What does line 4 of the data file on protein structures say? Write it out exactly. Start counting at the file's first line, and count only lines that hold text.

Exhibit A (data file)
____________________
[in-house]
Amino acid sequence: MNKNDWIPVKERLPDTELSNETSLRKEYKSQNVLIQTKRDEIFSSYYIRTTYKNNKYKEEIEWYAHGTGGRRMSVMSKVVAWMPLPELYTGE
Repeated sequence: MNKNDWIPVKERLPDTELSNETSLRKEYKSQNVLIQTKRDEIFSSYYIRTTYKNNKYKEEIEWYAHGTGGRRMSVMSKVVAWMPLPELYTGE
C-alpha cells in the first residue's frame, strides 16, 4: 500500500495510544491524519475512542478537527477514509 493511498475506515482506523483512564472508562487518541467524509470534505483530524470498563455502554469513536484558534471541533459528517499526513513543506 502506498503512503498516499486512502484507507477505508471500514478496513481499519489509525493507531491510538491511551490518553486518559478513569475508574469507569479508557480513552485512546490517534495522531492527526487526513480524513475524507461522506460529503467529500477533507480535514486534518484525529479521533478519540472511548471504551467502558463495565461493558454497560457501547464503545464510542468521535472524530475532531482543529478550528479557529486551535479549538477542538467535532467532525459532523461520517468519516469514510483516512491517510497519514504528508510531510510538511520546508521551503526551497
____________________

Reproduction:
C-alpha cells in the first residue's frame, strides 16, 4: 500500500495510544491524519475512542478537527477514509 493511498475506515482506523483512564472508562487518541467524509470534505483530524470498563455502554469513536484558534471541533459528517499526513513543506 502506498503512503498516499486512502484507507477505508471500514478496513481499519489509525493507531491510538491511551490518553486518559478513569475508574469507569479508557480513552485512546490517534495522531492527526487526513480524513475524507461522506460529503467529500477533507480535514486534518484525529479521533478519540472511548471504551467502558463495565461493558454497560457501547464503545464510542468521535472524530475532531482543529478550528479557529486551535479549538477542538467535532467532525459532523461520517468519516469514510483516512491517510497519514504528508510531510510538511520546508521551503526551497